House in a shell

Dikehaugen 12 in Trondheim, Norway by August Schmidt

BYMARKA IS AN area of forest just outside Trondheim. The planning rules are strict for anyone who wants to build here: discreet colours, single-storey and max 100 square metres of internal living space. However, these proved the perfect conditions for architect August Schmidt’s dream project – a simple family home that offers an alternative to today’s streamlined construction methods.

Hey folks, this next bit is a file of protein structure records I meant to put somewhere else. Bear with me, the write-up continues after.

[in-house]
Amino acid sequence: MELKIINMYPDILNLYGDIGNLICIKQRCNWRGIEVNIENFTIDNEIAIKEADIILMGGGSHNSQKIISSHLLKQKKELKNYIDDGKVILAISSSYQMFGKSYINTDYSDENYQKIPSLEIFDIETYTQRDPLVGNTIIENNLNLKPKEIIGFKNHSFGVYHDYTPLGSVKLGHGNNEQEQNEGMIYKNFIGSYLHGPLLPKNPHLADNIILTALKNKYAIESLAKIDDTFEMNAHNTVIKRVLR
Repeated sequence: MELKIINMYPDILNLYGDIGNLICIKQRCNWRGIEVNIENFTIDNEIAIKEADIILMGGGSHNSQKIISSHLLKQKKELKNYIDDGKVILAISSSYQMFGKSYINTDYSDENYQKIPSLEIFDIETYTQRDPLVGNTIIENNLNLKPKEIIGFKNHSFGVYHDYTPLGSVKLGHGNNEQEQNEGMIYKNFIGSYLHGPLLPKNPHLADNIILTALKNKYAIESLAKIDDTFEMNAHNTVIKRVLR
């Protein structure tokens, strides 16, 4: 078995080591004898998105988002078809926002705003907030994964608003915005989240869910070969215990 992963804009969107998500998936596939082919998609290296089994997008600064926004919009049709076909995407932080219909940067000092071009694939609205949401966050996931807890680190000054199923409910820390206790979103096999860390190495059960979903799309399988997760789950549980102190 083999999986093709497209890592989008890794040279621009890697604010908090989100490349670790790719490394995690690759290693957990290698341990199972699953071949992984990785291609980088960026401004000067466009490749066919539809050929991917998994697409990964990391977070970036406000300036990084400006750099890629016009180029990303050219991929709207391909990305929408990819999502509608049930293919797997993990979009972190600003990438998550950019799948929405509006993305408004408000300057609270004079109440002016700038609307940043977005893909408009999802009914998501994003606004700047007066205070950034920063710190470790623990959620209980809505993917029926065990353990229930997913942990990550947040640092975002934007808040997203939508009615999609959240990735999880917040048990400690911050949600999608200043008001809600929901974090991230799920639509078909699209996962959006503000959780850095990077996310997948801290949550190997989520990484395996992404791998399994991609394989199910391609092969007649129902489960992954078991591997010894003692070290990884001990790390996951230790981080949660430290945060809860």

Behind the façade’s untreated pine shingles is a 1.4 metre thick air gap that provides an extra protective shell. This is then followed by a 35 centimetre thick structural wooden frame that is timber-clad internally. The walls are insulated with cellulose. The design brings the building up to the Passive House standard. Daylight enters through niches, or rather tunnels, through the air gap. To minimise maintenance, all the wood has been left untreated. The little hut that occupied the site originally has been furnished with a similar air gap and shingle façade to the main house, and is now a sauna.«


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